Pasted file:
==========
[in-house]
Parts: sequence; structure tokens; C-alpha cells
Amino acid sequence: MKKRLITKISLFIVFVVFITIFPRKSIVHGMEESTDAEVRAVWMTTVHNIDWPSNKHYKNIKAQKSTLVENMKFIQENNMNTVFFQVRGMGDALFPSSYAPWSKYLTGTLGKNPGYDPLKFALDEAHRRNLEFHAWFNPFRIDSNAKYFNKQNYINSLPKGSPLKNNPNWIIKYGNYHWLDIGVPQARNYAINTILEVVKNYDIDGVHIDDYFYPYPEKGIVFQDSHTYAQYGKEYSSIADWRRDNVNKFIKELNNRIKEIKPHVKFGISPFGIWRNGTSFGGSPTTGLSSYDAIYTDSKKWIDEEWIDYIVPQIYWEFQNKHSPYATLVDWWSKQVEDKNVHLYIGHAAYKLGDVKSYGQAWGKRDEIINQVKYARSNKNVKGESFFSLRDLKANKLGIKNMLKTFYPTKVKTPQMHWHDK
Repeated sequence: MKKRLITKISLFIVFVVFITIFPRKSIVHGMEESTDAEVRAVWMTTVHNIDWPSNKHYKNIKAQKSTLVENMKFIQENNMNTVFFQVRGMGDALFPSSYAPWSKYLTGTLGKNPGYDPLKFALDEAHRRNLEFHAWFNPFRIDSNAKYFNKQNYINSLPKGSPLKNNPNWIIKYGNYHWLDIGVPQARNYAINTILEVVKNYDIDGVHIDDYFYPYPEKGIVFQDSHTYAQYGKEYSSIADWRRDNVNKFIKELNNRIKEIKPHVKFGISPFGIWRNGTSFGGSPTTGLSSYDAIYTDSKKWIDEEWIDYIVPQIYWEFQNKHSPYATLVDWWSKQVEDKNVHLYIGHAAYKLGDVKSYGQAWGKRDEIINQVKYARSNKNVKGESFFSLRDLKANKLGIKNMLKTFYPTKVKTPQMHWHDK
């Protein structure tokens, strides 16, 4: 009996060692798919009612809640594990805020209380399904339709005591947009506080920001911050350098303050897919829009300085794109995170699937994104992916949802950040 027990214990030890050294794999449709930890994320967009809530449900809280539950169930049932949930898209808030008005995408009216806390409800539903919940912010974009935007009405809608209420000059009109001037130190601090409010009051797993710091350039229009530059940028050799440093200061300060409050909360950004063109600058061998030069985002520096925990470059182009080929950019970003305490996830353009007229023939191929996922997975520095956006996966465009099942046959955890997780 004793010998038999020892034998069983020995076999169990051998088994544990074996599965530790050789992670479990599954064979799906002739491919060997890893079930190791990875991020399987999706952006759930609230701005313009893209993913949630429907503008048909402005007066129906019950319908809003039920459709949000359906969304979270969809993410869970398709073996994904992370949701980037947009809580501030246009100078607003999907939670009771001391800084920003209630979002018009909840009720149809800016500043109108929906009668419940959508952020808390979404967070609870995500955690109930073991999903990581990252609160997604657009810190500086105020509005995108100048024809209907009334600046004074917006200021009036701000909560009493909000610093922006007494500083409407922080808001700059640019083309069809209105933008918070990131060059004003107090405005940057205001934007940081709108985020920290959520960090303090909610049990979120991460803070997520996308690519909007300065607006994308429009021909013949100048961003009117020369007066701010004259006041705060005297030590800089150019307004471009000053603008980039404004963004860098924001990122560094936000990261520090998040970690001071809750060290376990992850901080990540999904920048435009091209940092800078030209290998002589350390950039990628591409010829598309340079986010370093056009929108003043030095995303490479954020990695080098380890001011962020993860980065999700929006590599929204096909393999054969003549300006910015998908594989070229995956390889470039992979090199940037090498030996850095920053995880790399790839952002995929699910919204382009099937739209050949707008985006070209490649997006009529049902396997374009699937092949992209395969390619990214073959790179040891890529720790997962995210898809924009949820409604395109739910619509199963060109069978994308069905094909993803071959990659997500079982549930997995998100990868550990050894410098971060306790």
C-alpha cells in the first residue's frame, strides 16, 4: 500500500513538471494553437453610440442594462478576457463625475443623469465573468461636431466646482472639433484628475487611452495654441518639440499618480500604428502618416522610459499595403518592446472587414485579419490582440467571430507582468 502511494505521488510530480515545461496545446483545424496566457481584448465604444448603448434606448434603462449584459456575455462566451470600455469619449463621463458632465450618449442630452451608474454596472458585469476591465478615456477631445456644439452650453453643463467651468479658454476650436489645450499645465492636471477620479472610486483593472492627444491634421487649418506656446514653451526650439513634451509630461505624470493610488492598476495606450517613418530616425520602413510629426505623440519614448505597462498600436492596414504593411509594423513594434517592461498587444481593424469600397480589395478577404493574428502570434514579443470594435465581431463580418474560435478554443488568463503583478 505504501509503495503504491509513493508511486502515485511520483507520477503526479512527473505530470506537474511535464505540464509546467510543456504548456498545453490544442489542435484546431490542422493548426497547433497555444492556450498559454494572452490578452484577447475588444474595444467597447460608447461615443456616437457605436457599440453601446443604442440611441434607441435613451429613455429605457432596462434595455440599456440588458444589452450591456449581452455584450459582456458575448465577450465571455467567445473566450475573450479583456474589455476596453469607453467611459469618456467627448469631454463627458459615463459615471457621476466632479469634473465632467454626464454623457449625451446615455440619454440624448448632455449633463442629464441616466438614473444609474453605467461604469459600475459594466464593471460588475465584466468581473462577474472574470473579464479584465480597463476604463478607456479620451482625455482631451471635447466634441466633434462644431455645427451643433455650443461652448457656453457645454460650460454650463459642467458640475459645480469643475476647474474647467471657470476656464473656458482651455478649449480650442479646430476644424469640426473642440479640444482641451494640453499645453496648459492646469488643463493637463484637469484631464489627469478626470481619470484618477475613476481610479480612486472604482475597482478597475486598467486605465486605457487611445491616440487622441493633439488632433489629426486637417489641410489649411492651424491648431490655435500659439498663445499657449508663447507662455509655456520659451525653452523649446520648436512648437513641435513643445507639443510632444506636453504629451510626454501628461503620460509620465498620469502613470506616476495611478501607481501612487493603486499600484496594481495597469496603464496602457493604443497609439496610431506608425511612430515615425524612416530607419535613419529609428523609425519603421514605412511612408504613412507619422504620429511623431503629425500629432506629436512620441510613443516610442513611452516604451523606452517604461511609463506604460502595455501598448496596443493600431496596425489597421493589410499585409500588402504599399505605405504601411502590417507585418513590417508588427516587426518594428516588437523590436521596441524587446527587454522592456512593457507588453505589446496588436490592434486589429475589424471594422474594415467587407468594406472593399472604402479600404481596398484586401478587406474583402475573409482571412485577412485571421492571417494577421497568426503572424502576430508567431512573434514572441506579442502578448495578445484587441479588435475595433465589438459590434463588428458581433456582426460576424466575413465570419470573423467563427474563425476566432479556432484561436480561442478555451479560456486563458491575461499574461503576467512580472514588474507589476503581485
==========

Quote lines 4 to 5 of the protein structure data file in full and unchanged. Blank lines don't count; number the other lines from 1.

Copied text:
Repeated sequence: MKKRLITKISLFIVFVVFITIFPRKSIVHGMEESTDAEVRAVWMTTVHNIDWPSNKHYKNIKAQKSTLVENMKFIQENNMNTVFFQVRGMGDALFPSSYAPWSKYLTGTLGKNPGYDPLKFALDEAHRRNLEFHAWFNPFRIDSNAKYFNKQNYINSLPKGSPLKNNPNWIIKYGNYHWLDIGVPQARNYAINTILEVVKNYDIDGVHIDDYFYPYPEKGIVFQDSHTYAQYGKEYSSIADWRRDNVNKFIKELNNRIKEIKPHVKFGISPFGIWRNGTSFGGSPTTGLSSYDAIYTDSKKWIDEEWIDYIVPQIYWEFQNKHSPYATLVDWWSKQVEDKNVHLYIGHAAYKLGDVKSYGQAWGKRDEIINQVKYARSNKNVKGESFFSLRDLKANKLGIKNMLKTFYPTKVKTPQMHWHDK
């Protein structure tokens, strides 16, 4: 009996060692798919009612809640594990805020209380399904339709005591947009506080920001911050350098303050897919829009300085794109995170699937994104992916949802950040 027990214990030890050294794999449709930890994320967009809530449900809280539950169930049932949930898209808030008005995408009216806390409800539903919940912010974009935007009405809608209420000059009109001037130190601090409010009051797993710091350039229009530059940028050799440093200061300060409050909360950004063109600058061998030069985002520096925990470059182009080929950019970003305490996830353009007229023939191929996922997975520095956006996966465009099942046959955890997780 004793010998038999020892034998069983020995076999169990051998088994544990074996599965530790050789992670479990599954064979799906002739491919060997890893079930190791990875991020399987999706952006759930609230701005313009893209993913949630429907503008048909402005007066129906019950319908809003039920459709949000359906969304979270969809993410869970398709073996994904992370949701980037947009809580501030246009100078607003999907939670009771001391800084920003209630979002018009909840009720149809800016500043109108929906009668419940959508952020808390979404967070609870995500955690109930073991999903990581990252609160997604657009810190500086105020509005995108100048024809209907009334600046004074917006200021009036701000909560009493909000610093922006007494500083409407922080808001700059640019083309069809209105933008918070990131060059004003107090405005940057205001934007940081709108985020920290959520960090303090909610049990979120991460803070997520996308690519909007300065607006994308429009021909013949100048961003009117020369007066701010004259006041705060005297030590800089150019307004471009000053603008980039404004963004860098924001990122560094936000990261520090998040970690001071809750060290376990992850901080990540999904920048435009091209940092800078030209290998002589350390950039990628591409010829598309340079986010370093056009929108003043030095995303490479954020990695080098380890001011962020993860980065999700929006590599929204096909393999054969003549300006910015998908594989070229995956390889470039992979090199940037090498030996850095920053995880790399790839952002995929699910919204382009099937739209050949707008985006070209490649997006009529049902396997374009699937092949992209395969390619990214073959790179040891890529720790997962995210898809924009949820409604395109739910619509199963060109069978994308069905094909993803071959990659997500079982549930997995998100990868550990050894410098971060306790």